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Using lock inside class RRS feed

  • Question

  • Hello!

    I have some class and 2 method in it. I want to have thread-safety class, so I need to use lock and some lock object.

    And question: Can I use 1 lock object for 2 methods? And if I can't - is there any standard ways to have many lock objects without garbadge in class like this:

    class SomeClass
    {
    //...
    private object LockerForMethodA;
    private object LockerForMethodB;
    private object LockerForMethodC;
    private object LockerForMethodD;
    }

    Friday, January 24, 2014 4:37 PM

Answers

  • There's no "standard" way to do this.

    For a start it's worth noting that "locker for method x" doesn't make sense. You're not supposed to lock methods, you're supposed to lock access to "resources" that are shared among multiple threads. Resources can be many things but one thing is for sure, methods aren't resources. The usual resource you'll find in practice is an object, a List<int> for example.

    Let's look at an example:

    class Demo {
        List<int> A = new List<int>();
        List<int> B = new List<int>();
    
        public void Move(int index) {
            int a;
            bool contains;
    
            a = A[index];
    
            contains = B.Contains(a);
    
            if (contains) {
                B.Add(a);
                A.RemoveAt(index);
            }
        }
    }

    A simple class which contains 2 List<int> objects and a Move method which moves a value from A to B if B doesn't already contain that value.

    So it looks like we have 2 resources, A and B. We'll add 2 lock objects, lockA and lockB and modify the Move method to use those locks:

        lock (lockA)
            a = A[index];
        lock (lockB)
            contains = B.Contains(a);
        if (contains) {
            lock (lockB)
                B.Add(a);
            lock (lockA)
                A.RemoveAt(index);    
        }
    

    Every access to those lists is protected by a lock. It would seem that this method is thread safe. Is it?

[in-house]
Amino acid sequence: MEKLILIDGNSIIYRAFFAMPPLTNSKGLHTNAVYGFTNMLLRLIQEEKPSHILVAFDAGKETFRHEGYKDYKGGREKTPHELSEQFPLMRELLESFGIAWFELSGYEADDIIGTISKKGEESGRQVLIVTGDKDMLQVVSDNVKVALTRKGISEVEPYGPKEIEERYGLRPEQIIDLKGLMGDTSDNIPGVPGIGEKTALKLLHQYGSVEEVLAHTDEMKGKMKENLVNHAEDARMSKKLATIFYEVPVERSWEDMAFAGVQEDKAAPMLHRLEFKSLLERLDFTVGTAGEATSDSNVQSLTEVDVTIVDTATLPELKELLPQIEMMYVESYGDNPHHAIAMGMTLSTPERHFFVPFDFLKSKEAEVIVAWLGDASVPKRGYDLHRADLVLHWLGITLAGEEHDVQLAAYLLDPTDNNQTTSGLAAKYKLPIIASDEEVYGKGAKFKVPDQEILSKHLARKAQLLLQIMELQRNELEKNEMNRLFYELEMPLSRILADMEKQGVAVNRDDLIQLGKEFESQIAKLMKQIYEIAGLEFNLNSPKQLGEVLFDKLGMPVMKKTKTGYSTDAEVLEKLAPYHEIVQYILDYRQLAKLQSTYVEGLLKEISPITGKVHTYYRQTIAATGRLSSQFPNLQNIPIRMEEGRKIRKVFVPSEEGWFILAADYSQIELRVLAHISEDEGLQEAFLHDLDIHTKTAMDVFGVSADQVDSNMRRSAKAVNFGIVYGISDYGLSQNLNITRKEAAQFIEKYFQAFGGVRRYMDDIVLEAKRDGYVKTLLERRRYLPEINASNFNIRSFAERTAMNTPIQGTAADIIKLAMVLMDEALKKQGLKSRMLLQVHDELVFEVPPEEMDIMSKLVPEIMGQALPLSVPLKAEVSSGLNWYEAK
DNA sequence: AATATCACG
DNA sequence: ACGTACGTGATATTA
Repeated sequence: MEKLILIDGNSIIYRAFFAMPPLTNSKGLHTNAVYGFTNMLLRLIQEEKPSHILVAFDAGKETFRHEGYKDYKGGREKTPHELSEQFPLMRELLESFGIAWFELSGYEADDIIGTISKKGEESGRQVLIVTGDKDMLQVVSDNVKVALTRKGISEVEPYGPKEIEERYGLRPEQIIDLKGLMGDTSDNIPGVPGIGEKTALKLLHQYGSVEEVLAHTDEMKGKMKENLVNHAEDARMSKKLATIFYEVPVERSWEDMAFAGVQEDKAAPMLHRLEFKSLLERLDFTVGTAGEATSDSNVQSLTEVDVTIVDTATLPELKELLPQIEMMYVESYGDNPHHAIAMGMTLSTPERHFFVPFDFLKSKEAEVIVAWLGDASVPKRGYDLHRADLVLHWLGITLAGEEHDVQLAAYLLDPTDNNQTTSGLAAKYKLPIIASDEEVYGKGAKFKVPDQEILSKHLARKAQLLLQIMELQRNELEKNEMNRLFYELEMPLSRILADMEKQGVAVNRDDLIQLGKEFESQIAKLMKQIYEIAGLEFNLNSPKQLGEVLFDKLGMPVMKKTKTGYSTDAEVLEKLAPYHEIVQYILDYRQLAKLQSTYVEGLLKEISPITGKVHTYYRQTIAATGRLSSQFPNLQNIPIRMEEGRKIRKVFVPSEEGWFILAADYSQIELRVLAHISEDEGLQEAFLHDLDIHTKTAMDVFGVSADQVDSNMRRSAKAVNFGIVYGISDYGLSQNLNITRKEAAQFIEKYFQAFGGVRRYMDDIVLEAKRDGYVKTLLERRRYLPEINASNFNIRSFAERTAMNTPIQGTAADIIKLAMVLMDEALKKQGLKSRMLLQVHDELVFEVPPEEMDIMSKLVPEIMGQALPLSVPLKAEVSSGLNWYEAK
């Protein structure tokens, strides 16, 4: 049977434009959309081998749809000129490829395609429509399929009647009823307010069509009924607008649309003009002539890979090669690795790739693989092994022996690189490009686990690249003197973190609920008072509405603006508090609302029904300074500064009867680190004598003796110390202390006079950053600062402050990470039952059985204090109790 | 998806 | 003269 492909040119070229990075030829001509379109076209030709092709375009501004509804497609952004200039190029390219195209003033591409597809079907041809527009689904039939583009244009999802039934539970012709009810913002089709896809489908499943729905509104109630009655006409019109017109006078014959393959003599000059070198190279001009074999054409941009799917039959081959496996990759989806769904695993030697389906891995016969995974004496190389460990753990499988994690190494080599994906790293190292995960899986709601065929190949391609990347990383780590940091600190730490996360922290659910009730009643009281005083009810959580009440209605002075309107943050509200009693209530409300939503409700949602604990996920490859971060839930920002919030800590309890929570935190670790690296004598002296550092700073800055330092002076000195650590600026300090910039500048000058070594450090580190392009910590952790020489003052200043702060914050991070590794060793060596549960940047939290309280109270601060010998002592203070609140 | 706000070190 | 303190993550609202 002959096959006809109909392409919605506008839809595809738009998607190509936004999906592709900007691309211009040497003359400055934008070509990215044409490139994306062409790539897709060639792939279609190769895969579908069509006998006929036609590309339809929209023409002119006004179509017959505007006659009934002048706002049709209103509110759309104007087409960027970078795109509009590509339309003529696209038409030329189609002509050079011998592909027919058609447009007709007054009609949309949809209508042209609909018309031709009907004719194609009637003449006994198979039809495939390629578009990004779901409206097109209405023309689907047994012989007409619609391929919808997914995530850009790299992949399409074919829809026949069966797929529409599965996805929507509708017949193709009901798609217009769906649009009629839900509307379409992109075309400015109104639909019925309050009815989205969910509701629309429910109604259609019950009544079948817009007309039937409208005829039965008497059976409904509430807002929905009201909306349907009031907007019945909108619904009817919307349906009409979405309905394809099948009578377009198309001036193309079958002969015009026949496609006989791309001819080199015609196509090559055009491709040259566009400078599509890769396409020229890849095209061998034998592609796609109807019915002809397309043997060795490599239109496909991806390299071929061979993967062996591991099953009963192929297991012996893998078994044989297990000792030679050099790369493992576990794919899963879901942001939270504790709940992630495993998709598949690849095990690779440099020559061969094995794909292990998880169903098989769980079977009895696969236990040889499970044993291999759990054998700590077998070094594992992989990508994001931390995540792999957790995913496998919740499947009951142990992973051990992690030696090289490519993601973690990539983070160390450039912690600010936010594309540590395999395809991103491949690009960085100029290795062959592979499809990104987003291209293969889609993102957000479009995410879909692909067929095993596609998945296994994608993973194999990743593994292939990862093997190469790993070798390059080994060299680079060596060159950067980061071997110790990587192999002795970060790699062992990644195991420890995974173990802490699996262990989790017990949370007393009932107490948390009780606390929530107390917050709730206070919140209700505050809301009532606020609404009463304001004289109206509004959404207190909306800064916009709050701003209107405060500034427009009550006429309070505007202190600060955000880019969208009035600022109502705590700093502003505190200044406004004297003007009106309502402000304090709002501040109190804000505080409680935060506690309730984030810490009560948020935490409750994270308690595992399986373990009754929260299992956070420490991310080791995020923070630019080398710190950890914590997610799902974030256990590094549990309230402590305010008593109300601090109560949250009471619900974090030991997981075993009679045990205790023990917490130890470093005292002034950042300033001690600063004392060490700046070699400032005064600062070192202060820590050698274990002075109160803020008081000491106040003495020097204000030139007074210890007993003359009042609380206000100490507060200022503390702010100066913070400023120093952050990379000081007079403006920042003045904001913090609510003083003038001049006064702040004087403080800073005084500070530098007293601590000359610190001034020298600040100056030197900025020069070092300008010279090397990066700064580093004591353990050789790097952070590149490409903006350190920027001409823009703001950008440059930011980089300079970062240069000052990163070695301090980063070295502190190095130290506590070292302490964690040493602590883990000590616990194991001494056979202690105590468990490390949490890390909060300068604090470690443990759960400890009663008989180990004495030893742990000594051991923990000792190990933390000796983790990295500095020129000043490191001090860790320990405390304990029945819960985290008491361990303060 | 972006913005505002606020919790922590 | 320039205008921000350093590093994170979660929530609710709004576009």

No. This code is thread safe with respect to accessing A and B but it fails to prevent a value from being moved only if it doesn't exist in B. It's possible that 2 threads execute B.Contains(a) one after another and both decide that the value doesn't exist and can be moved. You end up with the same value being added twice to B.

    How to solve? Well, if you decide that you need to do something then go ahead and do it, don't let other threads to sneak in:

        lock (lockA)
            a = A[index];
        lock (lockB) {
            contains = B.Contains(a);
            if (contains)
                B.Add(a);
        }
        if (contains) {
            lock (lockA)
                A.RemoveAt(index);
        }
    

    This version holds the lock for B for both B.Contains and B.Add, other threads can't modify B between Contains and Add.

    Is it correct now?

    No. Accessing A suffers from a similar but perhaps less obvious problem. At start Move gets the value from A using the index passed as parameter. At the end of the Move we need to remove that value from A but what happens if another thread modified A? It's possible that the index refers to a different value now. The solution is to extend the lock for A like we did for B:

    lock (lockA) {
        a = A[index];
        lock (lockB) {
            contains = B.Contains(a);
            if (contains)
                B.Add(a);
        }
        if (contains)
            A.RemoveAt(index);
    }
    

    Finally, this is correct (well, if I didn't miss anything). But this code uses 2 locks, is this really necessary?

    No. We started by creating a lock for each resource but it turns out that there are dependencies between those resources and that at some point both locks need to be hold for the program to be correct. We can remove lockB and rely only on lockA to protect both resources. Of course, if there are other methods in the class that use lockB to protect access to B then they'll have to be changed to use lockA.

    In general, you can always replace multiple locks with a single one. Basically you consider that the resource is your entire program memory and you have a single lock to protect access to the memory. The drawback of such an approach is that it is terrible slow. Threads will spend lots of time waiting for locks, that's bad for performance.